People and Cultures of the Kingdom of Biffeche

The ethnic groups of Biffeche live together in harmony, united by their love for the Kingdom, mutual respect, and pious submission to, and appreciation of God's will. Although there are some common cultural practices unique to Biffeche, each group brings its own rich heritage and culture; many noble races and ancient Kingdoms and empires enrich our Kingdom today.

Ethnic groups include Peulh (Fula), Sérér-Ndut, Wolof, Naar (Moor) and American, but all are truly called "the Biffeche".

The Peulh (also called Fula or Ful Fulde) are a nomadic pastoral race, guiding their herds all across West Africa. They are the only nomadic pastoral race in all of West Africa (hence in Biffeche). Unlike the case in East Africa with pastoral nomads, the Fula get along well with the non-pastoral groups in Biffeche among whom they live. They are the largest ethnic group in Biffeche, spread across the countryside in numerous villages. They are a proud race, noble in appearance. "Our language is Pulaar, the most harmonious sounding, and yet perhaps the most complicated of all Biffeche languages." Tukulor people here also speak Pulaar. Most are devout Muslims, a few are Christian and several groups are traditionalist.

The Sérér-Ndut are a handsome race that once inhabited Biffeche and the rest of the Sénégal Valley in ancient times, but were driven out centuries ago by invaders from the north. Tillers of the soil, they settled as part of the Sérér cultures in central Sénégal, especially in the area known as Mont-Roland west of the city of Thies. In the mid-20th Century, life became too hard, and a group were resettled to Biffeche-Ville (now called M'Boubene) around 1960. They were put in tragic starvation-conditions, and they did not receive promised support. It is they who "founded" Biffeche-Ville as such, and arranged for the anointing of King Edward I (the American King of Biffeche). These elders are honored today as "the founders" and have been awarded the Biffeche Order of St. Michael medal. The Sérér-Ndut language is related to Sérér-Sine, and is spoken by 25,000 people, not all of whom are in Biffeche. The Sérér tend to be conservative, and more careful with their money than the Wolof. In Biffeche most are Roman Catholic Christian and traditionalist.

The Wolof are the dominant group in Sénégal, although they are just one of the main groups in Biffeche. Their language is gradually becoming the language of the whole region. In most of Biffeche, the Wolof language is a lingua franca even more than French itself. The Wolof are known for their industriousness, intelligence and showy extravagance, and traditionally they have been socially oriented in a stratified caste system which still exists unofficially. Most are Muslim or traditionalist, and some are members of the great Muslim brotherhoods of Tidjan, Mouride, etc. that have glorious histories in West Africa.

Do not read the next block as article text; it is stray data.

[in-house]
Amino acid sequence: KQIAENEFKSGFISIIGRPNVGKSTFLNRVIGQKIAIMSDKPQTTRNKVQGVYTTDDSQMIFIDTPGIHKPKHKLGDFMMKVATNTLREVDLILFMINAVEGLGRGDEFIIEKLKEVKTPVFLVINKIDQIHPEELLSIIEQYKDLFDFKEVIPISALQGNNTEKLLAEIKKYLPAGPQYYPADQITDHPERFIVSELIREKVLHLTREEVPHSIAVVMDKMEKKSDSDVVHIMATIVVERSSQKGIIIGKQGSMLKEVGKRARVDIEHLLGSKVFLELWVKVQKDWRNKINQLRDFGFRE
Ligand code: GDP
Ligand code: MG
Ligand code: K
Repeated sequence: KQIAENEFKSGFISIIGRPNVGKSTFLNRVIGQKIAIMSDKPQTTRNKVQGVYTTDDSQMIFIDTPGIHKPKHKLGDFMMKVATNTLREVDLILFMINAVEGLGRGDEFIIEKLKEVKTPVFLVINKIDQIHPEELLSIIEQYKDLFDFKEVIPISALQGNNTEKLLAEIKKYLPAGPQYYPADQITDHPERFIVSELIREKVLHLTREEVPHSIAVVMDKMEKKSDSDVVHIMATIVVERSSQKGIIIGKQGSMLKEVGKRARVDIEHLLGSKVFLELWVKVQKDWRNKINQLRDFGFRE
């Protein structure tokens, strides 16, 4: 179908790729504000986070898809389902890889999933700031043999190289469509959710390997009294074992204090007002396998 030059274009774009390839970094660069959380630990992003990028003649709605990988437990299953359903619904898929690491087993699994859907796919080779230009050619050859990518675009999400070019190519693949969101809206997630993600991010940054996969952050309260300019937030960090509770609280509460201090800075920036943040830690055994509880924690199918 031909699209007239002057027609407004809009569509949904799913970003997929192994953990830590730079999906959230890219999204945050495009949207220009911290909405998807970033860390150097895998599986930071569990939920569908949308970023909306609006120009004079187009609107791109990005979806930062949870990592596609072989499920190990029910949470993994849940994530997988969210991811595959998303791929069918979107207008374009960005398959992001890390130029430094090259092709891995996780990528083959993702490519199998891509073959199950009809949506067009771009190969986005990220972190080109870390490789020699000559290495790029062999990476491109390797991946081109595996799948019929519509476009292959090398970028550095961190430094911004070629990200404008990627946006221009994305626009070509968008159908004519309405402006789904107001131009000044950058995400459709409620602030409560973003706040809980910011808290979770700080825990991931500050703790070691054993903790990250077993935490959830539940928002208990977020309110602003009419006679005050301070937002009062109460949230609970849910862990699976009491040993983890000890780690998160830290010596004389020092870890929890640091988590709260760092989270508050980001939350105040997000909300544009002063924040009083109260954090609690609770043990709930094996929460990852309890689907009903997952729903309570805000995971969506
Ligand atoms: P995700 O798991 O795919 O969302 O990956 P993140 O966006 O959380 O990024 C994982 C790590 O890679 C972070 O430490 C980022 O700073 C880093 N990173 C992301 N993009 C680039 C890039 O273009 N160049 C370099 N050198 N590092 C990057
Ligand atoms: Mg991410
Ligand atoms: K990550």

The Naar (or Moors) have cultural affinities to the Arabic-speaking groups to the north and east in places like Mauritania and Mali. They have their own Afrique-du-nord-oriented Islamic culture. In Biffeche, they live mainly in their own sub-villages. All are Muslim.

The Americans appeared in Biffeche life only after the American Edward Charles Schafer became King Edward I in 1963. He codified an aristocracy with local members in Biffeche as well as members in the USA, Great Britain, and Europe (mostly well-to-do patrons who helped the people). His Majesty, King Ronald I, is of Scots, German, Swedish and American ancestry.

Cultural Practices of the Biffeche
There are unique cultural practices that have developed in Biffeche. Some are from ancient times, some were brought to Biffeche in the resettlement of the Sérér-Ndut people in the last century, and others derived more recently from the advent of having an American King.

The three religions practiced in Biffeche are Islam, Roman Catholic Christianity and traditionalist religions combining elements of Fula, Sérér, and Wolof Pangool and Great White Leopard beliefs and practices. The majority of the population in the whole Kingdom are Muslims. Savoigne is the heart of the Christian population. However, even in Savoigne the majority of the population is Muslim. The followers of the traditional religion are scattered universally throughout the Kingdom. There is a mosque and a small but distinguished school of Islamic studies at the capital, M'Boubene (generally revered as a "holy Islamic city" or "Madinat Islamiah" by Muslims), and there are a church and mosque at Savoigne and Savoigne-Pionniers (respectivement). In Savoigne there are Christian shrines to the Virgin Mary (the revered Maryam to Muslims), and a most striking bronze statue of the Cross, Orb Mondiale and Crown of Thorns. The beautiful Centre Saint Blaise at Savoigne is headquarters of the missionary work of the Roman Catholic church.

There is official recognition and respect for all the religions of Biffeche, equally. The Kingdom has both Muslim and Christian Orders of Knighthood and the traditional religion and "pangool" are not neglected.

Certain beliefs and practices are considered private to the groups involved and are not widely disclosed. The "griot" (hereditary minstrel and historical orator) is used in certain Biffeche festivals, including those of the Biffeche Americans. The griot may get involved in certain other things. Importance is given to certain songs and certain kinds of drums and music.

Among legends there is the great Njawoor Ciss, a noble Sérér-Ndut warrior of past times who still returns to help (and sometimes to chastise) his people. There is the Great White Leopard, who moves mysteriously at night and occasionally intercedes in the affairs of the Biffeche people. Lately, some unusual practices surround the tomb of the late King Edward I who was known in America for his vast wisdom. His advocacy with the Almighty has been invoked seeking that wisdom, cures, etc.